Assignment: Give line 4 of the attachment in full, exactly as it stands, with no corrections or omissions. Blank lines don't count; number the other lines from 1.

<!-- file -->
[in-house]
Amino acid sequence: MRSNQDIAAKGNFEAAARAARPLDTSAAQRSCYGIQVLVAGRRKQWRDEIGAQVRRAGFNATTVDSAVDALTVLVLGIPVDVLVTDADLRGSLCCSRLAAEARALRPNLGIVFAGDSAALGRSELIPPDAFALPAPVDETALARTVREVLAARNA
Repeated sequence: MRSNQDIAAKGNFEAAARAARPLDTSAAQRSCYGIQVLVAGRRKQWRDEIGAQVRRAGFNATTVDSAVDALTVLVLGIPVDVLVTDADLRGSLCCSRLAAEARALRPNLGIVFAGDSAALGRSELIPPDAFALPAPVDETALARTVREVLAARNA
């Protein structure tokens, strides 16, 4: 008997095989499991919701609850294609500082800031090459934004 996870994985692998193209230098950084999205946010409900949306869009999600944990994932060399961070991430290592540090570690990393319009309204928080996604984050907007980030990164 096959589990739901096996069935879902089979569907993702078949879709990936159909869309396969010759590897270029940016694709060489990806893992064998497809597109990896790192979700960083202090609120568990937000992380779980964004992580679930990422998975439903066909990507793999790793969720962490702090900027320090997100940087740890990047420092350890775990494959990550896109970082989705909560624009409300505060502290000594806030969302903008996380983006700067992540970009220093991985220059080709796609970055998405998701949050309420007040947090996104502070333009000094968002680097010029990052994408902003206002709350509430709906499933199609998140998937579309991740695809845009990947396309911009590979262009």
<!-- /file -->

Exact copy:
């Protein structure tokens, strides 16, 4: 008997095989499991919701609850294609500082800031090459934004 996870994985692998193209230098950084999205946010409900949306869009999600944990994932060399961070991430290592540090570690990393319009309204928080996604984050907007980030990164 096959589990739901096996069935879902089979569907993702078949879709990936159909869309396969010759590897270029940016694709060489990806893992064998497809597109990896790192979700960083202090609120568990937000992380779980964004992580679930990422998975439903066909990507793999790793969720962490702090900027320090997100940087740890990047420092350890775990494959990550896109970082989705909560624009409300505060502290000594806030969302903008996380983006700067992540970009220093991985220059080709796609970055998405998701949050309420007040947090996104502070333009000094968002680097010029990052994408902003206002709350509430709906499933199609998140998937579309991740695809845009990947396309911009590979262009």